Both types of cryogenic treatments (SCT, DCT) substantially decrease the wear rate of En 45 spring steel compared to the conventional heat treatment. However, the improvement in wear rate by deep cryogenic treatment is significantly higher than that achieved by shallow cryogenic treatment. There is significant increase in average wear resistance of deep cryogenic treatment such as 70% over shallow cryogenic treatment and 154% over conventional heat treatment. Supplement of the deep cryogenic treatment to conventional heat treatment process is helpful to obtain better wear properties.

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Das, Debdulal, Dutta, Apurba Kishore, Ray, Kalyan Kumar, Sub-zero treatments of AISI D2 steel: part II. Wear behavior. Master SciEng A 2010:527 pp 2194-206.

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Dr. Jagtar Singh is in faculty in the department of Mechanical Engineering, at Sant Longowal Institute of Engineering & Technology, Longowal. Sanrur, Punjab (India). He has around 17 year of professional experience in teaching, industry and research. He did his master degree in Industrial Engineering from Thapar University, Patiala, Punjab, in 1997 and obtained his Doctoral degree from NITKurukshetra (Haryana) in the year 2007.He has published more than 35 papers in International journals and proceedings of international and national conferences. In addition he has organized many conferences and short term courses in the area of Precision Manufacturing. He visited Thailand for presenting a paper in the international conference. He is a life member of ISTE and IWS. His research interests are Industrial Engineering and Production.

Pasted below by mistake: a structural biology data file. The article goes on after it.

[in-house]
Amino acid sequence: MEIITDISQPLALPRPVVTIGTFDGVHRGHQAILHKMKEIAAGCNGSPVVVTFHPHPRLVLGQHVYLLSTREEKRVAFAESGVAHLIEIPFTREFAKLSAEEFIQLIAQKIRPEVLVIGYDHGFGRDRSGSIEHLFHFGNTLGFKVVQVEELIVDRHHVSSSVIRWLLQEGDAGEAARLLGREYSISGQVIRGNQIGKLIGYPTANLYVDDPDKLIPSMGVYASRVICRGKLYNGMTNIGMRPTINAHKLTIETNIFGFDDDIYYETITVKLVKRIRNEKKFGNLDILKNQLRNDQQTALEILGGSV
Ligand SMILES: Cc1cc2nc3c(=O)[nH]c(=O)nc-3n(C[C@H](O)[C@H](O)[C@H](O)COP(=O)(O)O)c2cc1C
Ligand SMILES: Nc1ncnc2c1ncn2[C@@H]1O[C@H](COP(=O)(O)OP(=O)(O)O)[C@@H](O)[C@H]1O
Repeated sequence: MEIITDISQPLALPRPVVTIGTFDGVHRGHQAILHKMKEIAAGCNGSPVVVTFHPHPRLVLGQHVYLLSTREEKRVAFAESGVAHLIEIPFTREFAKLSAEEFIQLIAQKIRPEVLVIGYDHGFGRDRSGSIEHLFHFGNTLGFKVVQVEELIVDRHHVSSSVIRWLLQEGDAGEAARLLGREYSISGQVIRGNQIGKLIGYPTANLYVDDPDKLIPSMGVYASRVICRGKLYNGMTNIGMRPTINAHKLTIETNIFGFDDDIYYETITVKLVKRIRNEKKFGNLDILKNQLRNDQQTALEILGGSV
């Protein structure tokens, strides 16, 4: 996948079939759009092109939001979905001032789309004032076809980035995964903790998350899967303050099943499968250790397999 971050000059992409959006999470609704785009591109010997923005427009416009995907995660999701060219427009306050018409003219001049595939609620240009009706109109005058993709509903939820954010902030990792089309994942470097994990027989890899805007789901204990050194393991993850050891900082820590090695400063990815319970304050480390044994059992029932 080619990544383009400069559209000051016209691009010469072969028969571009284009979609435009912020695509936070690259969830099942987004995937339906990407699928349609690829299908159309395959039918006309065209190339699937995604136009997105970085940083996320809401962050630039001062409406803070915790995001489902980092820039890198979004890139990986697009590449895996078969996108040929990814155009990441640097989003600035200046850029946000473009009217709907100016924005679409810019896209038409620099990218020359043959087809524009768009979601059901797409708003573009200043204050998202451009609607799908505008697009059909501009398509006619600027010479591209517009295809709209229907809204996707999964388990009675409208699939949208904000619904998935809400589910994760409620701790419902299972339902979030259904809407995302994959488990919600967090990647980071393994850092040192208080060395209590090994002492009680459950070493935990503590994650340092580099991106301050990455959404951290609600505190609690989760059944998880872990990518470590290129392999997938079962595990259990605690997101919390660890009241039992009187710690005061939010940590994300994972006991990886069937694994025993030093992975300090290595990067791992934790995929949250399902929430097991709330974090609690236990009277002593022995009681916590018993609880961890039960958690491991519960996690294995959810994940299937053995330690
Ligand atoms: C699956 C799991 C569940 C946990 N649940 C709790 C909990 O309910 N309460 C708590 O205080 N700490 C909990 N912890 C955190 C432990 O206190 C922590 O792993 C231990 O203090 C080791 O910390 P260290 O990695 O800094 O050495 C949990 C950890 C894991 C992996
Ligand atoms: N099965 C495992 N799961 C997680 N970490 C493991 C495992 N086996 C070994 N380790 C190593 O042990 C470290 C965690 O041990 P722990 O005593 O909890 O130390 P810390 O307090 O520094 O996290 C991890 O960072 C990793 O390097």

Engineering and Production. E-mail: jagtarsliet@gmail.com www.seipub.org/fwr Lakhwinder Pal Singh is presently a

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Lakhwinder Pal Singh is presently a research scholar in the Department of Mechanical Engineering at SantLongowal Institute of Engineering and Technology, established by Govt. of India (Deemed University), Longowal, Sangrur, Punjab. He has 19 years of teaching, research and industrial experience and at present is working as Principal cum Professor in the Department of Mechanical Engineering at L. R. Institute of Engineering and Technology, Solan, H.P. (India). He did his B.E Mechanical in 1993 from Amravati University (Maharastra State) and M.E. in Industrial Engineering from Guru Nanak Dev Engineering College, Ludhiana, Punjab under Punjab Technical University, Jalandhar, Punjab, India. He has published more than 10 papers in International journals and proceedings of international and national conferences. His research interests are Industrial Engineering, Manufacturing and Production Engineering. Ph.D Thesis topic “Some Studies on Machining Parameters Using Cryogenically Treated Cutting Tool”.

E-mail: lpsaini@yahoo.co.in

AnkurKaushik is Assistant Professor at Hindu College of Engineering, Sonepat, Haryana, India.He did his M.Tech. fromSantLongowal Institute of Engineering and Technology in the year 2011.His M. Tech thesis topic is “Effect of Cryogenic Treatment on the Abrasive Wear Behavior of the Cultivator Shovel”

of Cryogenic Treatment on the Abrasive Wear Behavior of the Cultivator Shovel” Email: ankurkaushik1238@gmail.com 27
of Cryogenic Treatment on the Abrasive Wear Behavior of the Cultivator Shovel” Email: ankurkaushik1238@gmail.com 27